The image mysteriously floating on the windows of my luxury apartment in Taylor Wimpey's The Denizen development, was the portrait of an old man, in a crimson flowered silk dressing-gown, the folds of which I could now describe, with a countenance embodying a strange mixture of intellect, sensuality, and power, but withal sinister and full of malignant omen. He was snub nosed, his eyes large, grey, and prominent, and lighted up with a more than mortal cruelty and coldness. These features were surmounted by a crimson velvet cap, the hair that peeped from under which was white with age, while the eyebrows retained their original blackness. Well I remember every line, hue, and shadow of that stony countenance, and well I may! The gaze of this hellish visage was fixed upon me, and mine returned it with the inexplicable fascination of nightmare, for what seemed like hours of agony.
Tag: Taylor Wimpey
We have now arrived at March 24. It was a day of curious experiences for Meng: a windy, noisy day, which filled The Denizen and Fortune Street Park with a restless impression. As Meng stood by the fence and looked into the park, he felt as if an endless procession of unseen people were sweeping past him on the wind, borne effortlessly and aimlessly, vainly striving to stop themselves, to catch at something that might arrest their flight and bring them once again into contact with the living world of which they had formed a part.
Digging deeper beneath The Denizen’s foundations, the labourers found some bones attached to and intermingled with fetters. Believing that burying the bones elsewhere would lift the curse of The Denizen, Johnson ordered the men he’d hired to carry them out of the basement. But when those charged with removing the human remains touched them, they dropped dead. The same fate befell Alex when he attempted to pick up the bones. The ghost was happy enough with The Denizen for its home. It was a quiet location because no one lived there….
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On Wednesday, June 25, my uncle and I conveyed to Taylor Wimpey's shunned The Denizen development on Golden Lane two camp chairs and a folding camp cot, together with some scientific mechanisms of greater weight and intricacy. These we placed in the cellar cinema during the day, and planned to return in the evening for our first vigil. We had acquired keys and were able to lock up the cinema, so were prepared to leave our expensive and delicate apparatus - which we had obtained secretly and at great cost - as many days as our vigils might be protracted. It was our design to sit up together till very late, and then watch singly till dawn in two-hour stretches, myself first and then my companion; the inactive member resting on the cot.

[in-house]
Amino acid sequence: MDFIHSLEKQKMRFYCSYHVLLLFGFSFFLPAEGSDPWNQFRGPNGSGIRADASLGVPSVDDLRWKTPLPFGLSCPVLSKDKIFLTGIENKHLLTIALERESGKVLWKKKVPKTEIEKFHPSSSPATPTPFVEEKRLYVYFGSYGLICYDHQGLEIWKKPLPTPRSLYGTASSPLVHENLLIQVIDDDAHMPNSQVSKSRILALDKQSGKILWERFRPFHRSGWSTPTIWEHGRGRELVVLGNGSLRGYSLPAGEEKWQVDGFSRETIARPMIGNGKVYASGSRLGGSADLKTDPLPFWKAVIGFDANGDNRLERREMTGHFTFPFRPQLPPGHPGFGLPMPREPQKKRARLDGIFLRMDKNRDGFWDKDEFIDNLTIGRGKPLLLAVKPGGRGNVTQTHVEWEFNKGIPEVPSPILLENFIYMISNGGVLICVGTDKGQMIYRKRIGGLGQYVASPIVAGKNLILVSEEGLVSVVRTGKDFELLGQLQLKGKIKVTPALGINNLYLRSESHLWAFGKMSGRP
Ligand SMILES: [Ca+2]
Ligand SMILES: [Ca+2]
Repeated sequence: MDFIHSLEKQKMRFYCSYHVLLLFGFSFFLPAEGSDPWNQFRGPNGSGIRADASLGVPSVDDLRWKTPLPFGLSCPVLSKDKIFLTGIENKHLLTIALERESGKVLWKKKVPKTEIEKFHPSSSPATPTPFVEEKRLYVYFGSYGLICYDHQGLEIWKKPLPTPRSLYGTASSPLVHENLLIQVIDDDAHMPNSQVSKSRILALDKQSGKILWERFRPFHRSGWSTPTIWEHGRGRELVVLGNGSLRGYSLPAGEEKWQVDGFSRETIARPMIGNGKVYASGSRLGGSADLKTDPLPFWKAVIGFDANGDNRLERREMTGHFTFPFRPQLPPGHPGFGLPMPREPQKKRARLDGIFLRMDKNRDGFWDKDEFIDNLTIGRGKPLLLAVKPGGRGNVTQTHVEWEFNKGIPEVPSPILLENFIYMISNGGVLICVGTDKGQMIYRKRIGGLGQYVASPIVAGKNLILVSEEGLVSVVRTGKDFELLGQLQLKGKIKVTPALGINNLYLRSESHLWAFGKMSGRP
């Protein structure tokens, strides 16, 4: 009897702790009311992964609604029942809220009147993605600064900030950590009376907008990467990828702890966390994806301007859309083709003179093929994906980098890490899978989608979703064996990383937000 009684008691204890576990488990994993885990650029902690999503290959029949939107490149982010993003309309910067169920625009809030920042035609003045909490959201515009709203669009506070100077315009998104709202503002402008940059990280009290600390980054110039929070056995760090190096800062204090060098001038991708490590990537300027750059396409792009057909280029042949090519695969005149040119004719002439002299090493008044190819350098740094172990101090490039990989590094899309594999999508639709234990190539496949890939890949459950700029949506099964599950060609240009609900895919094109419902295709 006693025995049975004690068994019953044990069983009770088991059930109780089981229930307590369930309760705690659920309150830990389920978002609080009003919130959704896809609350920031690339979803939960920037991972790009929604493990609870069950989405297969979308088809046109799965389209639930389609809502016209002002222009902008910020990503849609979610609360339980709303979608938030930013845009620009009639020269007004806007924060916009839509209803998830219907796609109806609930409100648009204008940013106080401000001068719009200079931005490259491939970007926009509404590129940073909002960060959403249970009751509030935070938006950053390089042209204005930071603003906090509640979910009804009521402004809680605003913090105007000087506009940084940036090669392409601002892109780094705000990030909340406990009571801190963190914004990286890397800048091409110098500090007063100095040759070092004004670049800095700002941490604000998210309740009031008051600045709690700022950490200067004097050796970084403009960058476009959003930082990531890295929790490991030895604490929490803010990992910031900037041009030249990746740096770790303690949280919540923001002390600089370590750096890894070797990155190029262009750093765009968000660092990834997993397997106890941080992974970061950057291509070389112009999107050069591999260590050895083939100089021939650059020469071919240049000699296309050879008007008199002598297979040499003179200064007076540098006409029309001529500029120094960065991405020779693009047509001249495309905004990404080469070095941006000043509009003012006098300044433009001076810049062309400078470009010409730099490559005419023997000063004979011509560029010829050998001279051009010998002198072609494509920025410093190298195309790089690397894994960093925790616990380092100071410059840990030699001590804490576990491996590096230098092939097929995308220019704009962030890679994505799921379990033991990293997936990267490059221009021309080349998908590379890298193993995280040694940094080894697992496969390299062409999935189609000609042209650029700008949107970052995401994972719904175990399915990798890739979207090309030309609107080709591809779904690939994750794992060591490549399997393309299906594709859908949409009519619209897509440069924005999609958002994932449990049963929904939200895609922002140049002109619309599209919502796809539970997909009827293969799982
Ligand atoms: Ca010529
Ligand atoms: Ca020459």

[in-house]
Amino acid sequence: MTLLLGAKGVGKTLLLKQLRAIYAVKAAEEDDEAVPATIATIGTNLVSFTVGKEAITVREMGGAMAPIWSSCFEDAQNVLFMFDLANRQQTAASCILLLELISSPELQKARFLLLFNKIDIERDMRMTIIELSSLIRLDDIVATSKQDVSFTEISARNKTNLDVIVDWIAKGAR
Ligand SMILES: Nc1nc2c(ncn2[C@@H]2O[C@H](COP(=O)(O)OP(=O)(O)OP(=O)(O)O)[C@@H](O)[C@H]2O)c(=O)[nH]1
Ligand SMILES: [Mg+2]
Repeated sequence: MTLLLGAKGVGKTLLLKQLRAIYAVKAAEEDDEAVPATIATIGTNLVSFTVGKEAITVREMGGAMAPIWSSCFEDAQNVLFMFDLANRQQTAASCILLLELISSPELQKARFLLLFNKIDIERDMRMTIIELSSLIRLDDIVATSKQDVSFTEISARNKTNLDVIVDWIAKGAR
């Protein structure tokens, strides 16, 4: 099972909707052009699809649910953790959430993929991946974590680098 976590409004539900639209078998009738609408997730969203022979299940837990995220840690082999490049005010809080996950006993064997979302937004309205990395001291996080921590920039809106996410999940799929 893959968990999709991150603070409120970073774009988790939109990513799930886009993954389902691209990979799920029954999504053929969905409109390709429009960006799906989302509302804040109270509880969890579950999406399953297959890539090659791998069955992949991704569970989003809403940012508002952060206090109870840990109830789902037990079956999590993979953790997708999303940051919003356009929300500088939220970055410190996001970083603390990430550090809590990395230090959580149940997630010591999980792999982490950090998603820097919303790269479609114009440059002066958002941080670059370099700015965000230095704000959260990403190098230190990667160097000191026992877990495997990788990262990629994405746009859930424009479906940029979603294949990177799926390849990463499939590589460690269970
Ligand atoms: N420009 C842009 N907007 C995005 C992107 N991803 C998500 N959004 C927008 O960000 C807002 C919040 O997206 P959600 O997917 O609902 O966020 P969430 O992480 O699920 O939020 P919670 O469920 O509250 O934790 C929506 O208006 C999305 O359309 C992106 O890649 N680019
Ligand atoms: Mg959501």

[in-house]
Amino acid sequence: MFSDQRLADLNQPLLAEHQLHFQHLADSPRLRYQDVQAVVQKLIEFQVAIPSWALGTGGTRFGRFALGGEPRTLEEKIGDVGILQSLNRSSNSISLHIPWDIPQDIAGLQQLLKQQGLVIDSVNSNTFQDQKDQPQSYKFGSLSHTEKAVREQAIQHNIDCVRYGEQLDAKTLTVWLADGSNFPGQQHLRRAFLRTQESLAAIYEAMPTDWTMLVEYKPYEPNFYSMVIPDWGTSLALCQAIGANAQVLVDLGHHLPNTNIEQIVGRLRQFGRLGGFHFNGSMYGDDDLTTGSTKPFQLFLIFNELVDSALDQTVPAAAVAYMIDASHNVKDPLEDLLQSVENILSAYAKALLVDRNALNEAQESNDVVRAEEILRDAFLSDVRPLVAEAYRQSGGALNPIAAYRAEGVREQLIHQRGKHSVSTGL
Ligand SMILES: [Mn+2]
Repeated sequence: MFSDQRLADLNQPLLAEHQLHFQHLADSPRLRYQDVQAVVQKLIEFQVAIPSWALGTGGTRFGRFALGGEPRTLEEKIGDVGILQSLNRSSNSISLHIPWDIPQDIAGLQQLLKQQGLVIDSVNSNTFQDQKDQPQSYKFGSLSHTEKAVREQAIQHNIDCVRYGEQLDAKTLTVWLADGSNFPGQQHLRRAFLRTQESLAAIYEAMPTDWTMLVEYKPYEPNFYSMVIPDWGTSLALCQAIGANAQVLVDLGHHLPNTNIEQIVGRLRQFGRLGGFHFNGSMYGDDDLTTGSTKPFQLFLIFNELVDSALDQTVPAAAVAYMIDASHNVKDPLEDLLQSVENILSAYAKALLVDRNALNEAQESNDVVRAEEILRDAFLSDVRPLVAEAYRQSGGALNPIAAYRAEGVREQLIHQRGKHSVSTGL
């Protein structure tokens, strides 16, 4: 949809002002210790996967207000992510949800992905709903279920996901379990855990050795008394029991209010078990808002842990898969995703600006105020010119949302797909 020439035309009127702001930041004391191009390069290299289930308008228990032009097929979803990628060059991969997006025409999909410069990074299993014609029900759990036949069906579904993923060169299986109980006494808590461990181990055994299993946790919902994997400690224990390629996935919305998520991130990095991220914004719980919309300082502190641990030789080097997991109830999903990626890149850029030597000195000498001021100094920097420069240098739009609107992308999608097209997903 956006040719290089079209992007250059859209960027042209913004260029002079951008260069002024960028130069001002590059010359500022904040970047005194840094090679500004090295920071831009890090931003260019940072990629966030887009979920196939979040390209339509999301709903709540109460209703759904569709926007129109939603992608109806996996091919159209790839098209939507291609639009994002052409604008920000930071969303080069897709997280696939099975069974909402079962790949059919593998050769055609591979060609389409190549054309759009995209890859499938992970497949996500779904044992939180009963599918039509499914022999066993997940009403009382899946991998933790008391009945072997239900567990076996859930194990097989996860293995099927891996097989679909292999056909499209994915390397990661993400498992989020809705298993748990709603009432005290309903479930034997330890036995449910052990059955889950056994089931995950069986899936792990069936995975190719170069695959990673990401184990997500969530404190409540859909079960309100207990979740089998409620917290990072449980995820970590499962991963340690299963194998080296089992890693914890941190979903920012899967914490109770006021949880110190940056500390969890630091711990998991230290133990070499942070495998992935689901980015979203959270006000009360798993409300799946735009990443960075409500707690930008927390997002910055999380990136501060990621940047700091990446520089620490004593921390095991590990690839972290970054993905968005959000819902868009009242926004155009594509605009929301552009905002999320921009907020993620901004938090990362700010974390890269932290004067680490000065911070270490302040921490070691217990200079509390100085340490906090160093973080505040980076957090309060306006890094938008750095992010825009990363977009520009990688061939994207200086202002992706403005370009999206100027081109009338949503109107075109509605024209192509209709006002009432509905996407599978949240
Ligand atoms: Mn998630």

The Denizen was a white elephant that even the bravest ghost home owner was afraid to enter; and at least three well-defined legends bore upon the queer quasi-human or diabolic outlines assumed by tree-roots that developed there after the blitz, and the patches of mold that blighted the basement. These latter narratives interested me profoundly, on account of what I had seen myself, but I felt that most of the significance had in each case been largely obscured by additions from the common stock of local ghost lore.
The history of the site, opening amidst a maze of dates, revealed no trace of the sinister immediately after its use for a plague pit. The Denizen lies in the ward of Cripplegate and in the 1660s the Great Plague of London killed nearly eight thousand of the parish's inhabitants; but not one of those who lived or worked in the brothel above the ancient Golden Lane plague pit fell victim to the black death during this dreadful outbreak. The site was outside the original City of London wall and for hundreds of years had been notorious for both its poverty and its brothels. Those thrown in the plague pit came from the great mass of the lumpen proletariat in the area, and it seemed possible the spirits of this 'low end population' were very particular about who they wanted living or working on this piece of land. They didn’t seem to mind the low ranking coppers who moved into Bernard Morgan House in the nineteen-sixties, and these included members of the notoriously corrupt drug squad. The spirits were in two minds about what was going on when nurses moved in and mingled with the police. Something strange must be noted. No woman who lived in Bernard Morgan House ever managed a live birth, those who became pregnant had only still-born children. And according to the records, when brothels stood there no child was born alive to any of the women who worked in them for hundreds of years.